Objectives and outcomes
Understanding the principles and algorithms of computer speech recognition. Implementation of speech recognition solutions on different platforms. At the end of the course, students will be able to define different features of a speech signal, use the obtained features to train a suitable model, and use the trained model for speech recognition. They will be able to implement speech recognition software in different system environments (personal computers, dedicated computer systems, etc.).
Speech modelling. Acoustic signal processing. Sampling, A/D conversion and framing. Filtering and window functions. Fourier transform and power spectrum of the input signal. Changing the frequency axis and Mel scale filtering. Transition to the logarithmic domain. The inverse cosine transformations, cepstral coefficients and their derivations. Feature vectors of an acoustic signal. Markov models. Hidden Markov Models (HMM). State and transition probabilities. Emission probabilities and Gaussian mixtures. The acoustic models. Phonetic modelling. Robustness in noisy environments. Semi-continuous HMM, tied states and clustering. HMM training. Baum-Welch and Forward-Backward algorithms. Speech normalisation. Language models. N-gram averaging. Basic search algorithms. Time-synchronous Viterbi beam search. Stack and A* search. Lexical tree search for large vocabulary speech recognition. Grammar-based search. Multipass search strategies. Use of neural networks and deep neural networks. Hybrid Deep Neural Network and HMM.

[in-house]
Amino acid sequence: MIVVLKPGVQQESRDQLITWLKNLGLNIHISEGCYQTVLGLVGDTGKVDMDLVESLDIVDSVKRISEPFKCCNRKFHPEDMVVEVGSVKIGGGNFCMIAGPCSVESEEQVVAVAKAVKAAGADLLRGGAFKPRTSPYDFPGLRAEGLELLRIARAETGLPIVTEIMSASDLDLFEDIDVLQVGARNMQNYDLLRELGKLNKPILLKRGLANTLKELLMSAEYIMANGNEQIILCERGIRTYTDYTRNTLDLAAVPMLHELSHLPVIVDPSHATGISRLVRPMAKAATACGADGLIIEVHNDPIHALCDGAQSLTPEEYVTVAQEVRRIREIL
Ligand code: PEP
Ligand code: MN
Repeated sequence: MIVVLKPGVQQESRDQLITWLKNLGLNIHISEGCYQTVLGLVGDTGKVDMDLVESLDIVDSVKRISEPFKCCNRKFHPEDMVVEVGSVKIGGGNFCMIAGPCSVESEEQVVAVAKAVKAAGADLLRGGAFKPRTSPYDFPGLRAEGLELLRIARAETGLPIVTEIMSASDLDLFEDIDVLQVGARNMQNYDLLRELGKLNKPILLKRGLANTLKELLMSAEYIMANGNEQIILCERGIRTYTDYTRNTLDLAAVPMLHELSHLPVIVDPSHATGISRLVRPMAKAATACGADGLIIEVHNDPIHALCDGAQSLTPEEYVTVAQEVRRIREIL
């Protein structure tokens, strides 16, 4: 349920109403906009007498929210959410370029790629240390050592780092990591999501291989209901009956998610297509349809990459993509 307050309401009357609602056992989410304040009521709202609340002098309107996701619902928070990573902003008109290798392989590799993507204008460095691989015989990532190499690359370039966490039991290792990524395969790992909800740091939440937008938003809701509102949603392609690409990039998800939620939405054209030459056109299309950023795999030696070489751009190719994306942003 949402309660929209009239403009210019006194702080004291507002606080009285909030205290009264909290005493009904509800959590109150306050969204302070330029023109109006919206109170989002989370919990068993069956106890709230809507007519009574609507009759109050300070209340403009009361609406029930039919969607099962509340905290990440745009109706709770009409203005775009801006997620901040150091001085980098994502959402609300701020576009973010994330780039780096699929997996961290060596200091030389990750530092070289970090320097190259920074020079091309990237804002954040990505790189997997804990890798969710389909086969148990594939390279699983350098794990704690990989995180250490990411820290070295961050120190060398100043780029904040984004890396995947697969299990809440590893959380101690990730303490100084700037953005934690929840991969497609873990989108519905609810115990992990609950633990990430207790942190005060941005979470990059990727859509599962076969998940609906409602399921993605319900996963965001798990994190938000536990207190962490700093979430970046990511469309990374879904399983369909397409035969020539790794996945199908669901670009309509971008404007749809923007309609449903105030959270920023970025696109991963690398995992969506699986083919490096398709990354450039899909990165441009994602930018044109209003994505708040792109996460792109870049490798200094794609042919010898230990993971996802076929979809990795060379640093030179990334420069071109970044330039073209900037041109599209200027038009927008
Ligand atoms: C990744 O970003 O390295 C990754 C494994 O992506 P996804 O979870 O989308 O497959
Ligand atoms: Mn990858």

Spectrogram analysis using audio signal software. Implementation of software that can record speech. Sound signal compression algorithms. Signal processing, clipping, filtering, etc. Implementation and application of the (fast) Fourier transform. Implementation of a speech recognition system that is / is not related to the speaker and the formation of tests to demonstrate the correctness of the system’s operation. Implementation and testing of HMM systems as well as search algorithms. Working with deep neural networks and combining them with classical speech recognition systems.